Addis Abeba Transferring Public Businesses to Consumers’ Cooperatives

Kirkos District 20/21/15 recreation cenre, one of the two recreation centre in kirkos district which soon is going to be transferred to Hebret Beandenet Consumers Cooperative Societies, after the district office perform audit.

The Addis Abeba City Administration Trade & Industry Development Bureau transferred 419 public shops and other income generating institutions which used to be under the Weredas to Consumer Cooperative societies without undertaking financial audit; the transfer of 650 is still in process.

The idea of transfer came after the bureau conducted a study in which it said it established that the shops were not able to stabilize the price inflation in the city and hence did not serve their very purpose of establishment.

The study indicated that there were 1,069 establishments such as Kebele recreational centres, butcher’s Shope and warehouses, with a total capital of 104.1 million Br in Addis Abeba. These institutions were first established during the Dergue regime.

The study was conducted for almost six months starting from December to May, 2011, and was followed by discussions with different stakeholders.

Then theAddis Ababacity cabinet issued a regulation in May 2012 to provide for the transfer of public shops and other income generating institutions, to be effective in six months period as of July 12, 2012.

“The income of these institutions has mainly been used by the institutions themselves,” according to Belayneh Woldesenbet, communication officer of the Addis Abeba Trade and Industry Development Bureau.

A total of 97 cooperative unions, where the institutions are found, were selected by the Bureau out of the 168 that operate in Addis Abeba, because they were believed to have the administrative and financial capacity to receive these institutions, according to Belayneh. The number of members the recipient cooperatives had was also considered.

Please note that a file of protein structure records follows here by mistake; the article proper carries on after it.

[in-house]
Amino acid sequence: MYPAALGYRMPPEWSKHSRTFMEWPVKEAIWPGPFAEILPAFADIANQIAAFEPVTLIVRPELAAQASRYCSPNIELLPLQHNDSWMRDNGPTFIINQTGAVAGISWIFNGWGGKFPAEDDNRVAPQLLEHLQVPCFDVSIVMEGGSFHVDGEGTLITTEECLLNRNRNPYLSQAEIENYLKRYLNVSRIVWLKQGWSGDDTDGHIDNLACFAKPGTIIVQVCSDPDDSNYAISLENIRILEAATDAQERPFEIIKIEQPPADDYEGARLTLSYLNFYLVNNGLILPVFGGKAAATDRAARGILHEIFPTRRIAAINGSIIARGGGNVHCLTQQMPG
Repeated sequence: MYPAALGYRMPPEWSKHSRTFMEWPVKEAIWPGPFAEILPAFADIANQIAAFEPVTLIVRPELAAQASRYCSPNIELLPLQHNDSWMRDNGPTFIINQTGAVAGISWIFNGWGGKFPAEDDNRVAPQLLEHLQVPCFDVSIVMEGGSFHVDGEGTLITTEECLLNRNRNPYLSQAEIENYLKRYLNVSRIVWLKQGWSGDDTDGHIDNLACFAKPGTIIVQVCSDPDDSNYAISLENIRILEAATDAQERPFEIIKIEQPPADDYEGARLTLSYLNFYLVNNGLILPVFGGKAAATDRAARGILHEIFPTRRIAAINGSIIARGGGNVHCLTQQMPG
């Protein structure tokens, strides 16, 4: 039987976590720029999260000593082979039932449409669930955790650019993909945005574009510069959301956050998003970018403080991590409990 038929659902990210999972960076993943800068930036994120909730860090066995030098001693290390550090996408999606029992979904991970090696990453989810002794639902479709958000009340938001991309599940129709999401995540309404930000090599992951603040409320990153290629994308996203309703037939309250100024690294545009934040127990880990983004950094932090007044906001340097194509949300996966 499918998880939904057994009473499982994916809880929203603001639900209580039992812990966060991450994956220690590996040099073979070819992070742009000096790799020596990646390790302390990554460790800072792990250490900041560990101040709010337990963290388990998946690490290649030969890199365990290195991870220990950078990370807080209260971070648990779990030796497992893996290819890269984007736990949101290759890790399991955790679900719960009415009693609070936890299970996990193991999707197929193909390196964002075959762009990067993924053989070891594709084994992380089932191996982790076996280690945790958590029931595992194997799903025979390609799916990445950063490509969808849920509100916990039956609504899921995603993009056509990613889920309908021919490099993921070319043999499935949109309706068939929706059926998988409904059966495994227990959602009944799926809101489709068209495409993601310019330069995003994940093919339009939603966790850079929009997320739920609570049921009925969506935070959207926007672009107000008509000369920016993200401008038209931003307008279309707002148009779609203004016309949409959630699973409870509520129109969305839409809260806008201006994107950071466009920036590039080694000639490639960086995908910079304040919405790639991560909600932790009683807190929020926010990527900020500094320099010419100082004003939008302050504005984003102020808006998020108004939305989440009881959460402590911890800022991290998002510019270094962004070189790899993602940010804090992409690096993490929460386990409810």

However, the transfer has been delayed from the intended July 2012 timing as per the regulation of the city administration issued in May, 2012.

“This is because we were doing awareness creation for the institutions and society at large,” said Belayneh

The bureau also said that the death of the late Prime Minister Meles Zenawi also contributed to the delay of transfer.

However, the awareness creation did not seem to help that much as the institutions were showing resistance for such major transition before and after the issuance of the regulation as most of them argue that they have served their purpose of establishment well.

One of the unhappy members of such institution is Kirkos District 20/21/15 Recreation centre, which states that it has been properly serving the public for long time.

The centre, that has 40 permanent employees and administers seven shops, has finished audit by itself with an independent auditor.

“The auditor has undertaken over three years’ of transactions starting from 2008/9 to 2010/11,” said Tamrat Hailemichael, deputy manager of Kirkos District 20/21/15 Kebele Recreation Centre. “And later auditors assigned by District have come and performed audit for the 2011/12 budget year.”

The Kirkos District Woreda 9 Kebele 20/21 Hebret Beandenet consumer’s cooperative had been waiting for the transfer, which had been postponed on several occasions.

“The Trade and Industry Bureau ordered us to carry out the transfer without proper audit,” Taye Aweke, chairman of the cooperative said. “Even if we know that this may have its own problem, we were ready for the institutions to be transferred.”

The cooperative had undertaken its own audit by the auditors assigned by the district, and is waiting for the recreation centres, whose audit is said to be only recently completed, to be transferred to it.

It is very important to have fairly stated financial statement, and if there are issues that need to be decided after audit is performed, that has to happen before transfer, says Amanuel Bahata, auditor.

“This is to save time,” Belayneh counters.

But the audit is taking place even after the transfer has been completed, according to Belayneh.

He said that since there were many institutions, it would be impossible to perform audit for all within the time frame provided in the regulation, as there are too few auditors in the districts. He adds that the audit process would still be very difficult as most of the institutions have never been audited before.

Currently some of the institutions has made audit by themselves and are waiting for the auditors from district to come and review their audit.

The employees of the recreation centres will stay on their jobs even after the transfer, but they have been temporarily suspended from making managerial decisions, such as buying furniture or hiring new staff.

“When the transfer is made, we are planning to hire a new manager who will supervise both the cooperative and the two recreation centres found in the district,” Taye told Fortune.








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